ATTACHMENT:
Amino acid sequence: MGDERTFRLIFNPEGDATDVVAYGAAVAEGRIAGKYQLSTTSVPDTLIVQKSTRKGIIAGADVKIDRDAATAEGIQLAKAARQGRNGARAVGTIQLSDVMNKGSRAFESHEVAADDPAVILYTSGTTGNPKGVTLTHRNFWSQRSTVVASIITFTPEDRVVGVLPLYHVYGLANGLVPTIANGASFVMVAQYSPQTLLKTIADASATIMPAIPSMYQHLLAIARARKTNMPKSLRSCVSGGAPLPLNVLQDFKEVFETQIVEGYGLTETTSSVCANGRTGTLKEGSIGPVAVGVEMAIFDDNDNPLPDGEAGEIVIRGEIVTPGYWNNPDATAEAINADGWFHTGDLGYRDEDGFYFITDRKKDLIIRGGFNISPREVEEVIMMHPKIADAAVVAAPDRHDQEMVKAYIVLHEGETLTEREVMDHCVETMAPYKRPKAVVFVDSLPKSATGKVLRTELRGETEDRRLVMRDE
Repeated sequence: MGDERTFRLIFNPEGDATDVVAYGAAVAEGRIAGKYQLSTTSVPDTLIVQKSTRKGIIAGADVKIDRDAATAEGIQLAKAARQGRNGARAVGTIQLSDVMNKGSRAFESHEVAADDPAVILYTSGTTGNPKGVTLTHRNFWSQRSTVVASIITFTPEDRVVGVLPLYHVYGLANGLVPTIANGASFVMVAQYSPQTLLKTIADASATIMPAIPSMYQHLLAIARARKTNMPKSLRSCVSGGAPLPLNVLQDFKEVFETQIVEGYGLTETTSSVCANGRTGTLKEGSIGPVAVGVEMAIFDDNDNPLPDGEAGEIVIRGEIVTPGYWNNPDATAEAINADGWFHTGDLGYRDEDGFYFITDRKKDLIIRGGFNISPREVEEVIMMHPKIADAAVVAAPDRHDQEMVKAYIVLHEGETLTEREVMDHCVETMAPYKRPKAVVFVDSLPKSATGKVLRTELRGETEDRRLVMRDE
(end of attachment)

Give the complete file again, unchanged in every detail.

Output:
Amino acid sequence: MGDERTFRLIFNPEGDATDVVAYGAAVAEGRIAGKYQLSTTSVPDTLIVQKSTRKGIIAGADVKIDRDAATAEGIQLAKAARQGRNGARAVGTIQLSDVMNKGSRAFESHEVAADDPAVILYTSGTTGNPKGVTLTHRNFWSQRSTVVASIITFTPEDRVVGVLPLYHVYGLANGLVPTIANGASFVMVAQYSPQTLLKTIADASATIMPAIPSMYQHLLAIARARKTNMPKSLRSCVSGGAPLPLNVLQDFKEVFETQIVEGYGLTETTSSVCANGRTGTLKEGSIGPVAVGVEMAIFDDNDNPLPDGEAGEIVIRGEIVTPGYWNNPDATAEAINADGWFHTGDLGYRDEDGFYFITDRKKDLIIRGGFNISPREVEEVIMMHPKIADAAVVAAPDRHDQEMVKAYIVLHEGETLTEREVMDHCVETMAPYKRPKAVVFVDSLPKSATGKVLRTELRGETEDRRLVMRDE
Repeated sequence: MGDERTFRLIFNPEGDATDVVAYGAAVAEGRIAGKYQLSTTSVPDTLIVQKSTRKGIIAGADVKIDRDAATAEGIQLAKAARQGRNGARAVGTIQLSDVMNKGSRAFESHEVAADDPAVILYTSGTTGNPKGVTLTHRNFWSQRSTVVASIITFTPEDRVVGVLPLYHVYGLANGLVPTIANGASFVMVAQYSPQTLLKTIADASATIMPAIPSMYQHLLAIARARKTNMPKSLRSCVSGGAPLPLNVLQDFKEVFETQIVEGYGLTETTSSVCANGRTGTLKEGSIGPVAVGVEMAIFDDNDNPLPDGEAGEIVIRGEIVTPGYWNNPDATAEAINADGWFHTGDLGYRDEDGFYFITDRKKDLIIRGGFNISPREVEEVIMMHPKIADAAVVAAPDRHDQEMVKAYIVLHEGETLTEREVMDHCVETMAPYKRPKAVVFVDSLPKSATGKVLRTELRGETEDRRLVMRDE